Seeing the Light on Night Vision
A few weeks ago, I found myself in the desert at night and reflected upon how much the wide expanses of sand and rock in the American Southwest resemble the sea—especially after the sun has set.
Away from the loom of the lights of Moab, Utah, my wife and I stood in an empty parking lot looking to the east, where the pyramid peaks of the La Sal mountains were silhouetted by the light of the full moon, still invisible below the horizon. We’d arrived to Arches National Park at night, driving through the blackness, following our headlights to the third or fourth pullout on the winding road into the park. We missed the sign identifying the pullout, so the geographical feature that the viewpoint was meant to serve remained a mystery.
I looked to the west, where I presumed some dramatic rock formations loomed and saw only the vague shapes of hill or a cliff.
We had many nights like these in the far Pacific—moonless nights before our eyes had fully adjusted to starlight, or nights when dark squalls blotted out the moon. Our running lights were kerosene, yellow flames that flickered behind smoky red and green Fresnel lenses, at times so dim I worried whether anyone could see them—more reason for me to concentrate on preserving the keenness of my own eyes. I remember watching the colors from our running lights expand as my vision adjusted to the night. It never failed to fascinate me how pinpoints of light on the edge of our galaxy could illuminate the sails, the mast, and even the tip of our bowsprit. If there were a ship out there, I had no doubt we’d see it.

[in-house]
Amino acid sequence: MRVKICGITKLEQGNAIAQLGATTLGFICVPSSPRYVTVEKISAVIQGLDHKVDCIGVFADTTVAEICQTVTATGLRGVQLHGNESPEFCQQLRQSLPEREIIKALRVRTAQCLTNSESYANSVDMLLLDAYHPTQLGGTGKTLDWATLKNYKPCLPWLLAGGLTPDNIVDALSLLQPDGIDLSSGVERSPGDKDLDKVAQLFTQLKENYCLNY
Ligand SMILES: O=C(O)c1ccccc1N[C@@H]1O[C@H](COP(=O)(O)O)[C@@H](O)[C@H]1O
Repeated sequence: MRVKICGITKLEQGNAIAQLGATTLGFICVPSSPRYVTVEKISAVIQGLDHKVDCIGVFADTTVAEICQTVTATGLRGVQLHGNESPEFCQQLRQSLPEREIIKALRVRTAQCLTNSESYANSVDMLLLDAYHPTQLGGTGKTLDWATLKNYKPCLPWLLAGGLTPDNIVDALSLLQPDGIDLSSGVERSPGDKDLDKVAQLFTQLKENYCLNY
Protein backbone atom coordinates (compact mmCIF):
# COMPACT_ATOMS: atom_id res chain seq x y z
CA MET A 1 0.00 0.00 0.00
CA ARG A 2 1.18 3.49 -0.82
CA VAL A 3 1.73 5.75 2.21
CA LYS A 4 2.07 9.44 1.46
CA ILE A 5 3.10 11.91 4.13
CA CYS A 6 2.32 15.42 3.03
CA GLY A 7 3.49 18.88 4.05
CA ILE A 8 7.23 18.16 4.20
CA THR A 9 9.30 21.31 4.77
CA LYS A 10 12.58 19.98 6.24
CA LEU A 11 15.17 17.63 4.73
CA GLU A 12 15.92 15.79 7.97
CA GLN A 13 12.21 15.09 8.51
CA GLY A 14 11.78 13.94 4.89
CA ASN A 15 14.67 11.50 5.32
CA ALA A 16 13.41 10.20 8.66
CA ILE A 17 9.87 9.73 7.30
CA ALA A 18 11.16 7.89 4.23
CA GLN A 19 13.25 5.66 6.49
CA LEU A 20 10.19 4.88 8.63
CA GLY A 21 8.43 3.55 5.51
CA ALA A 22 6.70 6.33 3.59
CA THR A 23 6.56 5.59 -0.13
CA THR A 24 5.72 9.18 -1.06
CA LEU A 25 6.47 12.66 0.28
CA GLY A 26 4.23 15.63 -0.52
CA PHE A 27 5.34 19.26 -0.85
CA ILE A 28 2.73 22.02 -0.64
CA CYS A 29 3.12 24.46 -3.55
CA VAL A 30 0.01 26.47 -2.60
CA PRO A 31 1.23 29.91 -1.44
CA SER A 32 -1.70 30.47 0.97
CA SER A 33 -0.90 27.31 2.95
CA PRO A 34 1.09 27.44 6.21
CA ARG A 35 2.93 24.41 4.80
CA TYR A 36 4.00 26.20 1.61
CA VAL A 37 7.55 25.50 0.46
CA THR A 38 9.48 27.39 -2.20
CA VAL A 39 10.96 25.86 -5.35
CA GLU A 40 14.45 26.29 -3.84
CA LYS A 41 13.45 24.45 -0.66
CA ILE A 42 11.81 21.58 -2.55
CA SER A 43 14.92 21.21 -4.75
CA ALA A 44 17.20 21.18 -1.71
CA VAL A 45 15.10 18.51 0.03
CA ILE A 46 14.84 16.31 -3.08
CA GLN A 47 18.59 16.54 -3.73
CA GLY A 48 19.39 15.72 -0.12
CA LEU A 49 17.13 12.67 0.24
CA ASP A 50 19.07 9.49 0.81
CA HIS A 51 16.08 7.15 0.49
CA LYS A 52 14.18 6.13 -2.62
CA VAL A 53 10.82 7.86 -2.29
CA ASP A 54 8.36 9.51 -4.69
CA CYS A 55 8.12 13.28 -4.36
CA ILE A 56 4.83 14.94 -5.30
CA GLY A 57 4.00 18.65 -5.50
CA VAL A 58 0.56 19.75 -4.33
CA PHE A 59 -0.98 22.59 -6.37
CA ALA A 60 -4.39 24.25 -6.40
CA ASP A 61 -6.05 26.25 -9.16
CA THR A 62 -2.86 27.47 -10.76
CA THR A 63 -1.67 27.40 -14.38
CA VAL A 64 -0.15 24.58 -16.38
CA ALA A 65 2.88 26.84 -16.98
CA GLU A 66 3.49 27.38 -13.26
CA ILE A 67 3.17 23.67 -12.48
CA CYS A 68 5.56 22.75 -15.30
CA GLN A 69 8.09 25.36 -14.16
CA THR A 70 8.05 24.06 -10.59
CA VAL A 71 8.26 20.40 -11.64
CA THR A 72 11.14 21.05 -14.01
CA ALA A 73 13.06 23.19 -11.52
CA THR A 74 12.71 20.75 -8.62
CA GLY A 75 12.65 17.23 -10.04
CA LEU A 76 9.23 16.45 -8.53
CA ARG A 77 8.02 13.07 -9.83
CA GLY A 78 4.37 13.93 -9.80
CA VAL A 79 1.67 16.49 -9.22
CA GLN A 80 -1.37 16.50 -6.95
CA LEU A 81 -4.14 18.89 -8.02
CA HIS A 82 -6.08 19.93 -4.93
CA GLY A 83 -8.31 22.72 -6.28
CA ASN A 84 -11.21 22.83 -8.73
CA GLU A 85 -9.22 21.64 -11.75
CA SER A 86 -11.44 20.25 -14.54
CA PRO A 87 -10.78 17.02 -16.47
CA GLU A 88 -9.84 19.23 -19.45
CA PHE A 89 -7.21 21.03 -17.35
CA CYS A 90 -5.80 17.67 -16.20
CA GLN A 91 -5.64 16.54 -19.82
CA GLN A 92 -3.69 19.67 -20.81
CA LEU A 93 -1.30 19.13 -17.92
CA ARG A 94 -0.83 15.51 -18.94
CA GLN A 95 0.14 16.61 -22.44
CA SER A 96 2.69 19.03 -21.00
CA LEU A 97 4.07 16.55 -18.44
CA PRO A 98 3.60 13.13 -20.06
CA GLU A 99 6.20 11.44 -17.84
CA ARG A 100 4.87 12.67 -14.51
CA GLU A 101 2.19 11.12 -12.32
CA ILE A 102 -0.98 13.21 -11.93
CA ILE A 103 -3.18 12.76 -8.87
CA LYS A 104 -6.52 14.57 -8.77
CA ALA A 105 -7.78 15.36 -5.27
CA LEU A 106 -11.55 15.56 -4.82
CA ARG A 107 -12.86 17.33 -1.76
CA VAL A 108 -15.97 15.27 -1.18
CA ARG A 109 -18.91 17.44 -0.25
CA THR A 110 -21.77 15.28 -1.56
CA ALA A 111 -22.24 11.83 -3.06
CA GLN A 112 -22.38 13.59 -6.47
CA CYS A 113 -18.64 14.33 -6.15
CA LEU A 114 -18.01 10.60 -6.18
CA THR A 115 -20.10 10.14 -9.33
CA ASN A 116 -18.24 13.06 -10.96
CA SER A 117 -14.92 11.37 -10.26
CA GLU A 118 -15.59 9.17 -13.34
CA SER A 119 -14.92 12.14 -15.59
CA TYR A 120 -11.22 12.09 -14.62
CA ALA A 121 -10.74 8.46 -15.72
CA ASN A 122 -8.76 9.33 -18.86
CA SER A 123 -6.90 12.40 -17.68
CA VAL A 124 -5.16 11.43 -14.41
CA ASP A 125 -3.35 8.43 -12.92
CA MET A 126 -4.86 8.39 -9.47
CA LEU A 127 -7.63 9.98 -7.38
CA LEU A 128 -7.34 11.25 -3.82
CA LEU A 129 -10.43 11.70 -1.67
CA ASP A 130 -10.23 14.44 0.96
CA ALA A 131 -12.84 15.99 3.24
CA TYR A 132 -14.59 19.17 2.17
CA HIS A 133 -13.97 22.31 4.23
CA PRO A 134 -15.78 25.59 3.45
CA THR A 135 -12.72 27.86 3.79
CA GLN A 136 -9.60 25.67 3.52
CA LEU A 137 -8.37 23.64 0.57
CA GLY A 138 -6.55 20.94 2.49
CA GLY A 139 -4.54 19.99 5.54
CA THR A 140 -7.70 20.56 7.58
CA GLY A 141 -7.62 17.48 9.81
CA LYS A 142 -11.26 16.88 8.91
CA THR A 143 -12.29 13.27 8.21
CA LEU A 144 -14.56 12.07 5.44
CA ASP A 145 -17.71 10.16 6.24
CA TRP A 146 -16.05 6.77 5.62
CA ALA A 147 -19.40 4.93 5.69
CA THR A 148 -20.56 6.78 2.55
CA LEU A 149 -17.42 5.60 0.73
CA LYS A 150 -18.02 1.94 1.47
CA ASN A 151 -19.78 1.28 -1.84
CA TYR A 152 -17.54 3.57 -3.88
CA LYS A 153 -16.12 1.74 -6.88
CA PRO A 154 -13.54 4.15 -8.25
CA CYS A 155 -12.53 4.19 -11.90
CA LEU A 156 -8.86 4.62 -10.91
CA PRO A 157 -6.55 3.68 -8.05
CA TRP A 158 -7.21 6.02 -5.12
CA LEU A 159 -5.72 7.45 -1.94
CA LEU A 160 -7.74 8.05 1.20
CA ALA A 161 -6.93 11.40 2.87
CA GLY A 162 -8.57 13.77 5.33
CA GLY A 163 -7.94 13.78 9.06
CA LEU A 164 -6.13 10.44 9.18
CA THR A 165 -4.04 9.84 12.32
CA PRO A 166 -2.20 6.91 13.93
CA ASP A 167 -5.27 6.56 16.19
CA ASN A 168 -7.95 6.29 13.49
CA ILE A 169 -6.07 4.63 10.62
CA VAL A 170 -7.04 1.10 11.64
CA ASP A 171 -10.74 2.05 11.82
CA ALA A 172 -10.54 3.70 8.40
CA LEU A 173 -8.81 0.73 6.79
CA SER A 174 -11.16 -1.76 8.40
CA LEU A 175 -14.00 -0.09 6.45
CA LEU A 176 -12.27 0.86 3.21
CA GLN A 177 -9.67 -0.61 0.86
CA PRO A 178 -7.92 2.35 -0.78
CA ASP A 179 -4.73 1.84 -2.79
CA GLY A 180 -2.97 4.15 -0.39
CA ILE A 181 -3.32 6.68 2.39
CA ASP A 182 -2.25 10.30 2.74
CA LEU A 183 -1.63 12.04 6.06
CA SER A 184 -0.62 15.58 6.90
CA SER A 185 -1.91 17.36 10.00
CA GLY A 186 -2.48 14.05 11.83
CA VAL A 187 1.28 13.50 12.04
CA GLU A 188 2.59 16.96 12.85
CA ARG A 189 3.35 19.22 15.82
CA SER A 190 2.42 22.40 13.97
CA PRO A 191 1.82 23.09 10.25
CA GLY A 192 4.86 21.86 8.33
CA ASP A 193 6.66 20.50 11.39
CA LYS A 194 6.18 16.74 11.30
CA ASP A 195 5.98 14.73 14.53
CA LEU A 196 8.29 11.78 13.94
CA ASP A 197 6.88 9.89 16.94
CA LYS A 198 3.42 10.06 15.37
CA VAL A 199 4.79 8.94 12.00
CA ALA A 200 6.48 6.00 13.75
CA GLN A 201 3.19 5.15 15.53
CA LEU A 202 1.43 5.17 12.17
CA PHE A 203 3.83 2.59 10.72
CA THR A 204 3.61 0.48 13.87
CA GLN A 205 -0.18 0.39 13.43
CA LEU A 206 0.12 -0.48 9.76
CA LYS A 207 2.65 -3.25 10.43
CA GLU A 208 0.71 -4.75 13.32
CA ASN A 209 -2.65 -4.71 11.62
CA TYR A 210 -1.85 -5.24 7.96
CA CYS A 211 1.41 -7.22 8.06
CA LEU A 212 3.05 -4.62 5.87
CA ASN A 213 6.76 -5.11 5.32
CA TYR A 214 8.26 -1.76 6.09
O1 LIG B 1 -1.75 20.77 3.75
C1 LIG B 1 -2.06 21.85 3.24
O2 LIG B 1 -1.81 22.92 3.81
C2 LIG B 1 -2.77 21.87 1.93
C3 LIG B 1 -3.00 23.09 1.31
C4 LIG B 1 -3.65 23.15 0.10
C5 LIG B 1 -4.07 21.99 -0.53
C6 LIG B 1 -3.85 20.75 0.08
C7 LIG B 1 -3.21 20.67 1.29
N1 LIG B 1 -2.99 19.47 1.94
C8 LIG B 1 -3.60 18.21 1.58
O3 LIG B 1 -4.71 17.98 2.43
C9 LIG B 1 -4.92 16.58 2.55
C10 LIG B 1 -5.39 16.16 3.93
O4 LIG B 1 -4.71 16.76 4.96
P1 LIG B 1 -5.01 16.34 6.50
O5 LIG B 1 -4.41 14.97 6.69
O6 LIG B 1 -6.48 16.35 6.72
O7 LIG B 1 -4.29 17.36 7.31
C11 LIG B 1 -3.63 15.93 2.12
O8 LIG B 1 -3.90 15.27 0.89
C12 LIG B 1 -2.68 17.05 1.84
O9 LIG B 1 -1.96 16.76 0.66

I wish I could say that it was solely by choice that we sailed through the night mostly by starlight. We were forced by circumstances. After serving so well while we cruised in and out of foreign ports where new batteries could be easily obtained, our house batteries inconveniently decided to peter out mid-Pacific (of course). We reserved our meager amps for essential tasks, and relied heavily on our oil lamps.
It was probably a good thing we didn’t have the luxury of a big battery bank and some bright deck lights to flick on whenever a sail fluttered or halyard rattled. I hate to think of all the things that might have passed unnoticed until it was too late: the dark shape of a log floating east of the Galapagos, the white line of breakers on a poorly charted reef near Aitutaki, the single dim all-around light of a Taiwanese fishing boat east of Tonga, or the brilliant phosphorescence trails and splashes made by spinner dolphins (hundreds, or so it seemed) leaping above the waves on a moonless night.
Even today, when the boats I sail are well equipped with spreader lights as bright and energy efficient as those we review in this month’s issue, I think twice before reaching for the switch.
Although we can regain most of our night vision within 10 to 15 minutes after being exposed to a light, it takes about 30 minutes for our eyes to fully adapt. One need only be caught night-blinded once to realize how critical it is to retain our scotopic vision at sea. As Shakespeare wrote: “He that is stricken blind can not forget the precious treasure of his eyesight lost.”
A few minutes before the moon rose from behind the La Sal range, with my eyes finally functioning at optimum level, I looked back to the west and realized where we were. A high ridge called the Great Wall loomed over us, as big as any freighter. Thankfully, it wasn’t going anywhere that night.